If you choose to stay with the VoiceMaster Pro all the way to the final output, you come next to the De-Esser. If you used the Vintage Harmonics section of the VoiceMaster Pro, chances are good you will need to de-ess. While Focusrite hails the De-Essser as a marvel, that may be overstated. The VoiceMaster Pro’s De-Esser seems to do the job well enough if you are using a tube mic for your input signal. The de-esser does brilliantly with the Neumann U-87, but not so well with Blue’s Baby Bottle. The Groove Tube AM-62 sounds just fine with the VoiceMaster Pro de-esser, but not the Audix SCX-25. The VoiceMaster Pro de-esser does seem to stumble a bit with condenser mics. With tube mics, it appears to work just fine.

The Finale
The output stage is dressed beautifully in a striking blue meter that moves with precise, perfect dampening. You won’t need to glue your eye to this gem. An occasional glance reassures that all is well: “Big Blue” – a meter you can trust. Next to Big Blue is the “Process Bypass” switch to allow for A/B comparisons of your processed and original signals.

The final output also provides a neat little zero-latency, micro-monitoring system for the engineer in the big studio or the musician in the home studio. This mini-monitor features overall volume, a mix/signal ratio knob, and even an effects loop. Monitoring seems to be a big problem for small home studios. This should solve it for most.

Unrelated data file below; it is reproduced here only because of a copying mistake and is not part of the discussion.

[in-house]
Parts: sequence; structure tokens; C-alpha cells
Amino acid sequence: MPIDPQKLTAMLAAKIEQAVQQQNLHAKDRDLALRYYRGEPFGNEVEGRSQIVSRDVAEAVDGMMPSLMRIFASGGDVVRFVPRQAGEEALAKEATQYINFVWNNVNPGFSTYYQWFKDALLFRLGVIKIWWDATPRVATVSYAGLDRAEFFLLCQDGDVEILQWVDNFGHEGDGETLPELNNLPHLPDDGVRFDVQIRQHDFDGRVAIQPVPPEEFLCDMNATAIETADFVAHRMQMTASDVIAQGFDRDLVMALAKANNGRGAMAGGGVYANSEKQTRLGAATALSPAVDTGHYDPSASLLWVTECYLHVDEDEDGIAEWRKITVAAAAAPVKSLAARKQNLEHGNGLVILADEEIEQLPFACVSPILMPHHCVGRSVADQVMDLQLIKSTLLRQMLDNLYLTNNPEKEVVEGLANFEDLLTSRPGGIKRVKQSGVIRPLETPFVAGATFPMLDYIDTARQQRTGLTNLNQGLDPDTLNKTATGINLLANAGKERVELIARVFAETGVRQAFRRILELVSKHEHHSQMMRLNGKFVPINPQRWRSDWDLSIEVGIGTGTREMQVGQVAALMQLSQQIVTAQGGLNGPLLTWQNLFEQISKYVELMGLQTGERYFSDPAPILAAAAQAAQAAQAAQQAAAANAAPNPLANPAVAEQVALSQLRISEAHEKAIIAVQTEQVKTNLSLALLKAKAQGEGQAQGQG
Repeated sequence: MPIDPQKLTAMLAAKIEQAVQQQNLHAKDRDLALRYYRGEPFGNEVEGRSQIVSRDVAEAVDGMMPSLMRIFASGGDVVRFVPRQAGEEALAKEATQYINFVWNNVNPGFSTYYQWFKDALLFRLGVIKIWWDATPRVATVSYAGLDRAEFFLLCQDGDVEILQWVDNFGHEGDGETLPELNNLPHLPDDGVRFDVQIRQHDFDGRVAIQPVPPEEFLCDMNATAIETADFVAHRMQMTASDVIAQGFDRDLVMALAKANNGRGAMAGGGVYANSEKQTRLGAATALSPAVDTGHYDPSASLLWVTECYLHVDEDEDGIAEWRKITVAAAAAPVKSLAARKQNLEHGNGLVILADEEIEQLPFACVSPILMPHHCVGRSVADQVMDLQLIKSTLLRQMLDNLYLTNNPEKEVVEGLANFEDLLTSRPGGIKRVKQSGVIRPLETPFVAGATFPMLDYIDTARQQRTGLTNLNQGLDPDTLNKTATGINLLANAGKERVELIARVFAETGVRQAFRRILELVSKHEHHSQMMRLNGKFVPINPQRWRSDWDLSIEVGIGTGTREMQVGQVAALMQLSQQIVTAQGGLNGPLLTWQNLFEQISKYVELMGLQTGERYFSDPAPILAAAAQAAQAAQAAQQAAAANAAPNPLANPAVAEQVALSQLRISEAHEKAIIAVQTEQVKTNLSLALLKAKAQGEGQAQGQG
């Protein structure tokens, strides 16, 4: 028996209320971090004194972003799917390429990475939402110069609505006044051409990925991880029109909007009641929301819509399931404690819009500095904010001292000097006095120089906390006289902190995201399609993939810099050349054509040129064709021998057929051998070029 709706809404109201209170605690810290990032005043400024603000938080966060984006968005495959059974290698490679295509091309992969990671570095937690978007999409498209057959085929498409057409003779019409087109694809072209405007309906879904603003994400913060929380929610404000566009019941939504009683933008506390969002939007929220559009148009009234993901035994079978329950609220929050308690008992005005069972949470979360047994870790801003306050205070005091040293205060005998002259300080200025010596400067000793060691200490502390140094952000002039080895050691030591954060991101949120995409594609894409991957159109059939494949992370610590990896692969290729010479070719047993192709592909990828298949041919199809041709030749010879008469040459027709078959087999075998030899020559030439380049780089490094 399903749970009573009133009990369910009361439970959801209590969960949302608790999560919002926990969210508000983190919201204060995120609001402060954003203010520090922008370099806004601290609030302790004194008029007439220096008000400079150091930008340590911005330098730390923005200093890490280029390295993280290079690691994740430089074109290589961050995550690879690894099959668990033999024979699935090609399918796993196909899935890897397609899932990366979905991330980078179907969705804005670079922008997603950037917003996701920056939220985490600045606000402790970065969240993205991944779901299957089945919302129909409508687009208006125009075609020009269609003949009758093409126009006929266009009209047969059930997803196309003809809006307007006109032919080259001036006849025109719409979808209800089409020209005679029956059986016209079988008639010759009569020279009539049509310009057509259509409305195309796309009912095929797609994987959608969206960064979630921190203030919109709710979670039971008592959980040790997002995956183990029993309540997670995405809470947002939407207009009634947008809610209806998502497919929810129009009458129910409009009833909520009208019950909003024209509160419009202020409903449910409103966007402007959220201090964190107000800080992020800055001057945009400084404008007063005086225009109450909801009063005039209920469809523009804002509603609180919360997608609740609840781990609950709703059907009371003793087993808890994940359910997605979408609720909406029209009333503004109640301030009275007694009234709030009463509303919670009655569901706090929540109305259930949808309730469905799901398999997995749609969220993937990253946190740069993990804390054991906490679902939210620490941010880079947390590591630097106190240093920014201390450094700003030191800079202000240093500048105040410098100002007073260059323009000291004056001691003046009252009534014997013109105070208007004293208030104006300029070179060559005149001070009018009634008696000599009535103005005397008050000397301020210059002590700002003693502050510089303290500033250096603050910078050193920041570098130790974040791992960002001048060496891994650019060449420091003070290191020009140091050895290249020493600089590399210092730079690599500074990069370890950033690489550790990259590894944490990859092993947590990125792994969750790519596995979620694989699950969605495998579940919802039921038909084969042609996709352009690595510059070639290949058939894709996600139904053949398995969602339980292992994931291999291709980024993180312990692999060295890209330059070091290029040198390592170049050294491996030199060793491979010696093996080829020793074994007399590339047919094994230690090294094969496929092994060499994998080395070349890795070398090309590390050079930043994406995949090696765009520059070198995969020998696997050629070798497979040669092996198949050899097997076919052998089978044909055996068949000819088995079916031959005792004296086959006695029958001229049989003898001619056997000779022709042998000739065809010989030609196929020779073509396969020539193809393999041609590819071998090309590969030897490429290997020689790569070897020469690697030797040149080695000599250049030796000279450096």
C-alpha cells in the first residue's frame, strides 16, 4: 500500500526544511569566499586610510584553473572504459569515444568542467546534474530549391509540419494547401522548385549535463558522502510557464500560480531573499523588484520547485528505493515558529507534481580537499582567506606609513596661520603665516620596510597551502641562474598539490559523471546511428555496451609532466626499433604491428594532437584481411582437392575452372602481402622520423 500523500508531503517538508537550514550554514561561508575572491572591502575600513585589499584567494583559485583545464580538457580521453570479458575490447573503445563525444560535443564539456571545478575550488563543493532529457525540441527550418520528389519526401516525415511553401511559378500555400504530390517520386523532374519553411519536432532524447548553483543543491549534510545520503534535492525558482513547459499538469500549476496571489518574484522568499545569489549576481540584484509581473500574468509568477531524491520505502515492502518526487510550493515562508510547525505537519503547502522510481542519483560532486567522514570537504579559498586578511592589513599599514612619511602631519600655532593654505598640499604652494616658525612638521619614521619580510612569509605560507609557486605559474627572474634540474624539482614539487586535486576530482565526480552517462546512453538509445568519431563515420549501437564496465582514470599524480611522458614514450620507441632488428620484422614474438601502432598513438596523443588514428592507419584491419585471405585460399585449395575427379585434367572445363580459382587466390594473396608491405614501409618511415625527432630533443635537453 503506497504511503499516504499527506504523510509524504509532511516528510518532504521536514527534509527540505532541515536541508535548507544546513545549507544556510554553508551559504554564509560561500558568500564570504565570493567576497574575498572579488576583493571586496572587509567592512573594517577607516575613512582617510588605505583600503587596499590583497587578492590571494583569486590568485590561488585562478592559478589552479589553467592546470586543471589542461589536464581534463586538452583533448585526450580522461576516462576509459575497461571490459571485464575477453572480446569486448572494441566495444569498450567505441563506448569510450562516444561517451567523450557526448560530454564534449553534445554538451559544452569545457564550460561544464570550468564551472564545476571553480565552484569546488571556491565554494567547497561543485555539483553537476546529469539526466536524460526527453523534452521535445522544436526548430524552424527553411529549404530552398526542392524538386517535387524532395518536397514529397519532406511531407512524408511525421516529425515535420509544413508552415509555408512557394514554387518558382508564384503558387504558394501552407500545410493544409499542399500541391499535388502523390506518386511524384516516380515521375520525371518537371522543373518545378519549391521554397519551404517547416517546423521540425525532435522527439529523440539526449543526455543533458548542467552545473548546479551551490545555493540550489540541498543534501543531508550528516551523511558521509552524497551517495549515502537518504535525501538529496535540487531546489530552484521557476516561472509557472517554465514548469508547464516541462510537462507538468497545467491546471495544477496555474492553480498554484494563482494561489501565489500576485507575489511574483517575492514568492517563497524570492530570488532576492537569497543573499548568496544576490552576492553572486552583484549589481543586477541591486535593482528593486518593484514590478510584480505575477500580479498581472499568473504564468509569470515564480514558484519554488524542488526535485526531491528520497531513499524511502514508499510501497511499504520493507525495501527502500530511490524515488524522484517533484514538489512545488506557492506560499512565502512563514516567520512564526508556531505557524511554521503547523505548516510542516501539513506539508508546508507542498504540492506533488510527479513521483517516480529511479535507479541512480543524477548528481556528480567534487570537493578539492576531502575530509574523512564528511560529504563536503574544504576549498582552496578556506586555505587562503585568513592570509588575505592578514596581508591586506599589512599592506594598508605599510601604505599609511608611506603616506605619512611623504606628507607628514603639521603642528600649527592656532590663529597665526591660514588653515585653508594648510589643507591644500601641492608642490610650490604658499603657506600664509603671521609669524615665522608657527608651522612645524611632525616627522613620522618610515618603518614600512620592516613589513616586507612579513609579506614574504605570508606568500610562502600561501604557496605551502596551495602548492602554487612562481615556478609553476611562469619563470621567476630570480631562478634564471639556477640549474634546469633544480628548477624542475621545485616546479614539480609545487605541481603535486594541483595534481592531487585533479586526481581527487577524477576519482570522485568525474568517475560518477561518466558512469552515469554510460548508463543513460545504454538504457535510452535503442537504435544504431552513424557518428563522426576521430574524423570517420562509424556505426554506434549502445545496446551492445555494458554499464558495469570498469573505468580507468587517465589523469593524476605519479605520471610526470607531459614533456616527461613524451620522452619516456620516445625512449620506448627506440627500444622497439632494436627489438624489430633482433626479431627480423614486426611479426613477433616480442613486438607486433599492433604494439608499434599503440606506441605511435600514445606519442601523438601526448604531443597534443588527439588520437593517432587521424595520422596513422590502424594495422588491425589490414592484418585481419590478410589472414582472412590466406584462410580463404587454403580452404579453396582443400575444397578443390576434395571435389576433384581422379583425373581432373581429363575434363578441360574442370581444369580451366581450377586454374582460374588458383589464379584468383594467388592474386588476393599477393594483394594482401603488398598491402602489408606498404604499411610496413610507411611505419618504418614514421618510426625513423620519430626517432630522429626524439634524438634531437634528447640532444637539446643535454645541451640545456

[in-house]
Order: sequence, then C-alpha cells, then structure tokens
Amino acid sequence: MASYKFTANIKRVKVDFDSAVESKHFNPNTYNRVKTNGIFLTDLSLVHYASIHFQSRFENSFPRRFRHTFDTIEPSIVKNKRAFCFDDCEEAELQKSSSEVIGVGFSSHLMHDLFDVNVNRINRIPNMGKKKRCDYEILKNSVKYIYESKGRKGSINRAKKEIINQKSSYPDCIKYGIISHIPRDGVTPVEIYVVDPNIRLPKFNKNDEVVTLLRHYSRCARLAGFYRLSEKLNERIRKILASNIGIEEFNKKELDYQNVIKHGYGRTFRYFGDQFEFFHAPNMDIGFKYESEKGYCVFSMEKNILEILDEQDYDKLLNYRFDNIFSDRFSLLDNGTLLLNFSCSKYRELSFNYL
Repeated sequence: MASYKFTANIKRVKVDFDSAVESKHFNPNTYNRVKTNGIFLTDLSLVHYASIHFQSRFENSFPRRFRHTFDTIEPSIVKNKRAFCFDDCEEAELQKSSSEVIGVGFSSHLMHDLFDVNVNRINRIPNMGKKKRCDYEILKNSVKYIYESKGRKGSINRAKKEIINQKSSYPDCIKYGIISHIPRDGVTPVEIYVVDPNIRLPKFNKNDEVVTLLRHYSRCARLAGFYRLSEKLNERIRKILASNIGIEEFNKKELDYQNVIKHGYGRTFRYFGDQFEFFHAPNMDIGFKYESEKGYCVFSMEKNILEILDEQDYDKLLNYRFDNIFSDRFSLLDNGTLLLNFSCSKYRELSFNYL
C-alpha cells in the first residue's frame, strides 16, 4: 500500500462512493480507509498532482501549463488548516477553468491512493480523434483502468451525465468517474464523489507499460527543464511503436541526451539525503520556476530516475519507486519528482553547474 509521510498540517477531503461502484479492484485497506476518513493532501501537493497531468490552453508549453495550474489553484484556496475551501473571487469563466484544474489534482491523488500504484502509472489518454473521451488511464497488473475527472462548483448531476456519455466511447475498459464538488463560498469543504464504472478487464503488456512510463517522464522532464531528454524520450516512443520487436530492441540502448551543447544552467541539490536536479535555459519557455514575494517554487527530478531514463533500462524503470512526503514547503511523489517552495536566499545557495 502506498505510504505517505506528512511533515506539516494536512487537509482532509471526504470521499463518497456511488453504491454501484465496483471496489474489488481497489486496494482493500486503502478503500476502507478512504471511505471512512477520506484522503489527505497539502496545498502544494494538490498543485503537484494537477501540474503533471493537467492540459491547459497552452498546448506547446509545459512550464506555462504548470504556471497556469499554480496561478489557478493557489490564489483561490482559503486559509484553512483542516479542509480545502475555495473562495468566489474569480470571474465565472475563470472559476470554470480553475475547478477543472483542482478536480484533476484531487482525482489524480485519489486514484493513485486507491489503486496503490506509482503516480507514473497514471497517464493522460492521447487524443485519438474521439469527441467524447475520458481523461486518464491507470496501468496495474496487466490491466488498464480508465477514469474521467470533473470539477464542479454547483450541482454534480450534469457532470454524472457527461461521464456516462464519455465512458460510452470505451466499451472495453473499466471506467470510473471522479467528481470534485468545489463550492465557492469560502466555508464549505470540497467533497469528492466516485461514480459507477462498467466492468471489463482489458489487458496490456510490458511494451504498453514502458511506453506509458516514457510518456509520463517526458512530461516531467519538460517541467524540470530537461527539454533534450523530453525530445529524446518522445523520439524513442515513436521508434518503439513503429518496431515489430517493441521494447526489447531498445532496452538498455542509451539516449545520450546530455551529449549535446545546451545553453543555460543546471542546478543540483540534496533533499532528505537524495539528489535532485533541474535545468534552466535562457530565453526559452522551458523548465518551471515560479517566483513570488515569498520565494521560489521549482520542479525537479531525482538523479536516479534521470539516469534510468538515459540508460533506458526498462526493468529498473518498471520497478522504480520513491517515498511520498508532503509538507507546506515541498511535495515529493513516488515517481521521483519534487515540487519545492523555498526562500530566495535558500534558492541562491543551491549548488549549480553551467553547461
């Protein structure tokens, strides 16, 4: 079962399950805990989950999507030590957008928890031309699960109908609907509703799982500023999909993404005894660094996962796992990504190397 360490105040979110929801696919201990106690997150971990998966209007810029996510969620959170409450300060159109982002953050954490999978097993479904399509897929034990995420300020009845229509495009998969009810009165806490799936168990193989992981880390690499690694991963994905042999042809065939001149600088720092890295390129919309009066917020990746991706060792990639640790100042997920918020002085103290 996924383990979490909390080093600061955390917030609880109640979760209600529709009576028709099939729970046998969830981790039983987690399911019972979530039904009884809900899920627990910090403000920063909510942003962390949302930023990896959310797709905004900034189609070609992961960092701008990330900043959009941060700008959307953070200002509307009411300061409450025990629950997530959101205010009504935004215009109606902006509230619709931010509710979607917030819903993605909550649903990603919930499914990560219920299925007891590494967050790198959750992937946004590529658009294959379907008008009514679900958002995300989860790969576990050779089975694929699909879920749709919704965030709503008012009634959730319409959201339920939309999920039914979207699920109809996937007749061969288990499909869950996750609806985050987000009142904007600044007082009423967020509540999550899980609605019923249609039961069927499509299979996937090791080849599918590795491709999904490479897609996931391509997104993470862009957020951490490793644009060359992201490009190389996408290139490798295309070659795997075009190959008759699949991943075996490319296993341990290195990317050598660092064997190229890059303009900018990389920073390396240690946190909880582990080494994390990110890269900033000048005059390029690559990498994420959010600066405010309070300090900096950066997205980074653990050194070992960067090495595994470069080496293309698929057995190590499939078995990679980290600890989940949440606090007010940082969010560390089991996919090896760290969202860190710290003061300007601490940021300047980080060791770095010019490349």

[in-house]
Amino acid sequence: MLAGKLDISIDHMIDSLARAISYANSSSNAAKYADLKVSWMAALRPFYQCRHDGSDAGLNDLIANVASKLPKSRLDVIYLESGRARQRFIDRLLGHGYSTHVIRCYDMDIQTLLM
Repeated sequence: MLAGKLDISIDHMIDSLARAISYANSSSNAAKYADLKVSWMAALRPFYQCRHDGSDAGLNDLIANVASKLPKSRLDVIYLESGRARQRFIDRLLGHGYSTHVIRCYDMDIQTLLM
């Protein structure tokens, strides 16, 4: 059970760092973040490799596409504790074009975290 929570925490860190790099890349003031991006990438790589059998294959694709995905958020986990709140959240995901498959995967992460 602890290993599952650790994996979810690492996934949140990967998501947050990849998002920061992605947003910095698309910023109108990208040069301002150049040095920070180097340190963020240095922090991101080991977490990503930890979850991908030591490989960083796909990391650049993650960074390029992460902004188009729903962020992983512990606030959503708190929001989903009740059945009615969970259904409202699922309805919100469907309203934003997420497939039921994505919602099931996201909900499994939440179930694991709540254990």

Program Notes
Focusrite’s VoiceMaster Pro preamp is a competent, well-executed pre for serious high-end audio, that effectively welcomes novice recording enthusiasts. The VoiceMaster Pro’s thoughtful, success-oriented control network is nothing less than brilliant. In particular, the Voice Optimised EQ is perfectly suited to a more musical, less technical person. Vintage Harmonics processing is destined to become another indispensable tool for recording musicians, especially vocalists and guitarists. The VoiceMaster Pro can claim a rightful place in your rack among similarly capable, but usually much more expensive equipment. It especially shines when paired with tube mics. Life-long engineers will feel quite at home with the VoiceMaster Pro, but equally important, so will everyone else.